Similar to rootstock hypocotyl development, for both rootstocks, there was a significant effect of DAT in cotyledon fresh and dry weights, as well as ‘Carnivor’ cotyledon width, indicating that the rootstock seedlings increased in size after meristem removal (Table 2). Between 7 and 21 DAT, fresh weights of ‘Emphasis’ and ‘Carnivor’ rootstocks increased by 1.5-and 1.4-fold, respectively (Table 2). ‘Emphasis’ rootstock cotyledon dry weight increased by 2.6-fold 7 DAT compared with 1 DAT, and cotyledon dry weight did not significantly increase on subsequent days. However, ‘Carnivor’ rootstock cotyledon dry weight increased 3-fold between 1 and 21 DAT. ‘Emphasis’ cotyledon length increased by 7.36 mm between 7 and 21 DAT, and ‘Carnivor’ cotyledon length increased by 9.24 mm between 1 and 21 DAT. ‘Emphasis’ cotyledon width and thickness did not change significantly over the course of the experiment. ‘Carnivor’ cotyledon width increased by 5.5 mm between 1 and 7 DAT, and cotyledon thickness estimates increased by 0.01 cm2·g−1 between 7 and 14 DAT.

Table 2.

Effect of time after water and fatty alcohol treatment on ‘Emphasis’ bottle gourd and ‘Carnivor’ interspecific hybrid squash rootstock cotyledon development.

Table 2.

Carbohydrate analysis.

There was a significant effect of days on both total soluble sugars and starch content in hypocotyls and cotyledons of ‘Carnivor’ and ‘Emphasis’ rootstock cultivars, with the exception of starch content in ‘Emphasis’ hypocotyls, indicating that rootstocks increase in total soluble sugar and starch content over time after fatty alcohol treatment (Table 3).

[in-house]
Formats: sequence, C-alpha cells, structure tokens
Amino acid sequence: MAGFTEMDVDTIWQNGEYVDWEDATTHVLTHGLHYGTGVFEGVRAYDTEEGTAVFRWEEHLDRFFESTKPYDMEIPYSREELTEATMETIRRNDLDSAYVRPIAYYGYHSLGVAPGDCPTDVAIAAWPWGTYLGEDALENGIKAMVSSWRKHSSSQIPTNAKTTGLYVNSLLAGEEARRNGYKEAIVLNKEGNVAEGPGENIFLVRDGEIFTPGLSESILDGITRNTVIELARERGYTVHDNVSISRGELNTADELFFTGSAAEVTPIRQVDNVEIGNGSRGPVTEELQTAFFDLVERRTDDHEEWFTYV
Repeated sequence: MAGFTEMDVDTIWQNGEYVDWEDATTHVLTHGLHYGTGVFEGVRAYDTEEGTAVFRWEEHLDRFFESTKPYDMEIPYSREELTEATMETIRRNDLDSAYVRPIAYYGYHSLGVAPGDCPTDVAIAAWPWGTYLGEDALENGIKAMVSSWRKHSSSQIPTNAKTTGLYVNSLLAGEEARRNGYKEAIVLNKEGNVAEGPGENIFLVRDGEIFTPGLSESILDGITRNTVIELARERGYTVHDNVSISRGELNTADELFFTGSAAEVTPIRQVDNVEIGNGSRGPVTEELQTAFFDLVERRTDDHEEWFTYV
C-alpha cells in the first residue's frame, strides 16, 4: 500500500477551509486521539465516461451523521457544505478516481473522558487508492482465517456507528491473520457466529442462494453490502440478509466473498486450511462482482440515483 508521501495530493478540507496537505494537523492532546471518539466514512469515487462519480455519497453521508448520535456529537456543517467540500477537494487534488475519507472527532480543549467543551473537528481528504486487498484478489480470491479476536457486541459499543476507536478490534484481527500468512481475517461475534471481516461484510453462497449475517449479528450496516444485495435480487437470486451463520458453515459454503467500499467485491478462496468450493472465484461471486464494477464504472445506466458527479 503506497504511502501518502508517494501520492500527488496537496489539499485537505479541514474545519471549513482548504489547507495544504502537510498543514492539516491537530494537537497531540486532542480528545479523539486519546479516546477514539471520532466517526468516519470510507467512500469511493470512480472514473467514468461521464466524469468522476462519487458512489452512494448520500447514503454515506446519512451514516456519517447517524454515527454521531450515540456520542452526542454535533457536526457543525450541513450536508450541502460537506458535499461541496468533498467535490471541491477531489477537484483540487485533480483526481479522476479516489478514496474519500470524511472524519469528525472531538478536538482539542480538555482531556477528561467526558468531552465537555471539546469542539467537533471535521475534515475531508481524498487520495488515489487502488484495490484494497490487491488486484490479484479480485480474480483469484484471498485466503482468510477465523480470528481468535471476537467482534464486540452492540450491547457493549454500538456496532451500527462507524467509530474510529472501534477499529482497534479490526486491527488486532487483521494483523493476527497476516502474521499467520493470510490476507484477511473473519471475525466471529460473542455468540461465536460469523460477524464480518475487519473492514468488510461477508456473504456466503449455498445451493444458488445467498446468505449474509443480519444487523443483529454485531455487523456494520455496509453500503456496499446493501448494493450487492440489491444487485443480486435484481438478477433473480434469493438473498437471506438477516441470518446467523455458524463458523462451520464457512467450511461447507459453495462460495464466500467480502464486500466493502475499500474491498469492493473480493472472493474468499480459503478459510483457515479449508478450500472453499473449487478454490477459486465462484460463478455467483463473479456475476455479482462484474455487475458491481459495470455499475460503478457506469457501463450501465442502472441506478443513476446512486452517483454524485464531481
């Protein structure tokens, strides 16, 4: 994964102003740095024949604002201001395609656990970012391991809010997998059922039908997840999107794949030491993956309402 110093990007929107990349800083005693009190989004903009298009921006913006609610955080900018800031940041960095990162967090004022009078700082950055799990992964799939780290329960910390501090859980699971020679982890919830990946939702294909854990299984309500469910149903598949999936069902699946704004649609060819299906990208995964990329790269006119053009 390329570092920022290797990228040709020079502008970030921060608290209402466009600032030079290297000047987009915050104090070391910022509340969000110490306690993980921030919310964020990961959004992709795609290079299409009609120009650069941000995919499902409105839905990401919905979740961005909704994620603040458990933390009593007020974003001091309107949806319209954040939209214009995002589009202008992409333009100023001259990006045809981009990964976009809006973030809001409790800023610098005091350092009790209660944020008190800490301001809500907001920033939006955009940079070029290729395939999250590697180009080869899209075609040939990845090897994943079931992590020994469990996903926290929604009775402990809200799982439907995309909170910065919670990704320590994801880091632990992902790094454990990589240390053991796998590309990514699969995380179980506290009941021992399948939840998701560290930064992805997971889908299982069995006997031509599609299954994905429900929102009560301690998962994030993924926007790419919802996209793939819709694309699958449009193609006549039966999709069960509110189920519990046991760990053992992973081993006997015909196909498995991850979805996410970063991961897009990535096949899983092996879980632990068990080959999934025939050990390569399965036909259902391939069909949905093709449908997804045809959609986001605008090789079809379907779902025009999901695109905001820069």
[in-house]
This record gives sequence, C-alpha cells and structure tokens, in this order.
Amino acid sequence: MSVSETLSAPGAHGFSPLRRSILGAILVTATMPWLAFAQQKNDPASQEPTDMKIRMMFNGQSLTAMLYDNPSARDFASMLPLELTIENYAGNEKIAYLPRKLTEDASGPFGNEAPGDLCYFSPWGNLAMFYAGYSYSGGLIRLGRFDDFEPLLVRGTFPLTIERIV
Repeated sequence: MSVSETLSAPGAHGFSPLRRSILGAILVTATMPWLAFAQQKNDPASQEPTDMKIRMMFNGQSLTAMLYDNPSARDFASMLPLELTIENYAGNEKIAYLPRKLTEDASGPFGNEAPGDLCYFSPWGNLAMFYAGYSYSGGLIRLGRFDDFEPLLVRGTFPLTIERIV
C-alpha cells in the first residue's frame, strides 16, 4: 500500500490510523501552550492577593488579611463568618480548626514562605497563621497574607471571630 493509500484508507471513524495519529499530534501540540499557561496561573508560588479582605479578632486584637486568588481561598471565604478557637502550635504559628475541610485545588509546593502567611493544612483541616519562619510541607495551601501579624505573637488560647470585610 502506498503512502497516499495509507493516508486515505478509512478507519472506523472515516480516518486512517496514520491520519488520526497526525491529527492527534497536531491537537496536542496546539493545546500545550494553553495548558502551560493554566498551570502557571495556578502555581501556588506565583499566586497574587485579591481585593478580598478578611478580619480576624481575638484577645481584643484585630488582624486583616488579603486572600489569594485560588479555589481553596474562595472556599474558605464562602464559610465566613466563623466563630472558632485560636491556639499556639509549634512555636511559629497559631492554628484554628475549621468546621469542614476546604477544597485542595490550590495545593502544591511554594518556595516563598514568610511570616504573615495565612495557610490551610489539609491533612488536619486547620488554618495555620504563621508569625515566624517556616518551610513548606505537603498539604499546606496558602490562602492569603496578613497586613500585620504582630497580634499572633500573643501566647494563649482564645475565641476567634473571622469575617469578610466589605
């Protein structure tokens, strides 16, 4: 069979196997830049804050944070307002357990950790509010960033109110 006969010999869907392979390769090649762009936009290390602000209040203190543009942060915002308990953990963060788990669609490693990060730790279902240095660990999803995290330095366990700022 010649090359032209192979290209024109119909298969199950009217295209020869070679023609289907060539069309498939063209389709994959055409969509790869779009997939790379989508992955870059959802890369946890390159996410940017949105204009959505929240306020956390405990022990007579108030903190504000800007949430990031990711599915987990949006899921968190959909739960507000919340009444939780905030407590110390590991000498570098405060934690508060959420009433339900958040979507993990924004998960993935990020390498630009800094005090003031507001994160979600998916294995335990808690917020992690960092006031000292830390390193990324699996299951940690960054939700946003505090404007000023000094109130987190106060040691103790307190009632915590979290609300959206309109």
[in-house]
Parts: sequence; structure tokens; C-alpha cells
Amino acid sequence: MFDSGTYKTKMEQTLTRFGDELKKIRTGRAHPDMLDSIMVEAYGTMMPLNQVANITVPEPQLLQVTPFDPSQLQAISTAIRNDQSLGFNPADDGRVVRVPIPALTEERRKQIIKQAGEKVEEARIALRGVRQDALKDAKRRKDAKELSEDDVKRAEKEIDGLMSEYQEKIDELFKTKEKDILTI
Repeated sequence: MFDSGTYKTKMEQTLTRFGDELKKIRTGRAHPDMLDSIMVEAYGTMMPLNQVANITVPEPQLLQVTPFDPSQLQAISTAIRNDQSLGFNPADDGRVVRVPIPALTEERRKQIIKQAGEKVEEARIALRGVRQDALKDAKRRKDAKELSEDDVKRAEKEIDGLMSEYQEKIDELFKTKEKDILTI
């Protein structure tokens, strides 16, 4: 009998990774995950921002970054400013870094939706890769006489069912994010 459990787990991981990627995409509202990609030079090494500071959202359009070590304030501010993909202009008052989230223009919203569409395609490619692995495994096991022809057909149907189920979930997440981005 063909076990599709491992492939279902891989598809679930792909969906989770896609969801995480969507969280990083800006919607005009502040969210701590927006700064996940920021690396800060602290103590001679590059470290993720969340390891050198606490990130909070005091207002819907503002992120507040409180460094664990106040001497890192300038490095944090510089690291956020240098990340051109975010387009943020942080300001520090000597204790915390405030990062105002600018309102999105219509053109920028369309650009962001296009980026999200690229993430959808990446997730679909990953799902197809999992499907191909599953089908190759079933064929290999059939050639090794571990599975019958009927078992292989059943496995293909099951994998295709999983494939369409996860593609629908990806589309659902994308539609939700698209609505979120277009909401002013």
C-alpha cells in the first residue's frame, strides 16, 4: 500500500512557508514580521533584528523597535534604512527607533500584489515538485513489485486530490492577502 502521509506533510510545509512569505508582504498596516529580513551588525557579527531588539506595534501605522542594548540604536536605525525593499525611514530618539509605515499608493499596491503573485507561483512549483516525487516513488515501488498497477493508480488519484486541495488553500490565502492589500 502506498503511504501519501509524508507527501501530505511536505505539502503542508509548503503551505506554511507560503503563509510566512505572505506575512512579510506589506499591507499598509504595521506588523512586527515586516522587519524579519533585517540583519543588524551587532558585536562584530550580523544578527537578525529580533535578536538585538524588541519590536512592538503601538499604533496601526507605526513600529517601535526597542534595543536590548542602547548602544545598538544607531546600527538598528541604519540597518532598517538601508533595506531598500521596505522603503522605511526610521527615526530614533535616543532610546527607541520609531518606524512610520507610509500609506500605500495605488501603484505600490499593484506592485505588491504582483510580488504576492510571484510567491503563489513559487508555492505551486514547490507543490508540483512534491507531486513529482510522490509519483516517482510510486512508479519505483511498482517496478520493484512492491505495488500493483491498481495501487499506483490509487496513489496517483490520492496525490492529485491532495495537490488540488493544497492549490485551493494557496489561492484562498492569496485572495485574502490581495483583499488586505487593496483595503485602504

Table 3.

Effect of time after water and fatty alcohol treatment on ‘Emphasis’ bottle gourd and ‘Carnivor’ interspecific hybrid squash rootstock total soluble sugars (TSS) and starch content per hypocotyl and cotyledon.

Table 3.

With both rootstock cultivars, there were no significant differences in total soluble sugars or starch content between the rootstocks treated with water and with fatty alcohol 1 DAT, indicating that fatty alcohol treatment does not affect baseline amounts of total soluble sugars or starch (Table 3). Total soluble sugar content of ‘Emphasis’ and ‘Carnivor’ rootstock hypocotyl increased 2.5- and 6.7-fold, respectively, over the course of the experiment. Starch content of ‘Emphasis’ hypocotyls increased by 31.5-fold by 21 DAT, although the increase was not significant. Starch content of ‘Carnivor’ hypocotyls significantly increased 193.6-fold at 21 DAT. ‘Emphasis’ cotyledons increased in total soluble sugar content by 8.2-fold between 1 and 14 DAT, and did not increase significantly between 14 and 21 DAT. Similarly, ‘Carnivor’ cotyledons increased in total soluble sugar content by 3.5-fold between 1 and 7 DAT, and increased by 1.4-fold between 7 and 21 DAT. Starch content in ‘Emphasis’ cotyledons increased 228.7-fold between 1 and 7 DAT, and increased 2.2-fold between 7 and 21 DAT. ‘Carnivor’ cotyledons increased in starch content 29.2-fold between 1 and 7 DAT, and by 1.9 fold between 14 and 21 DAT.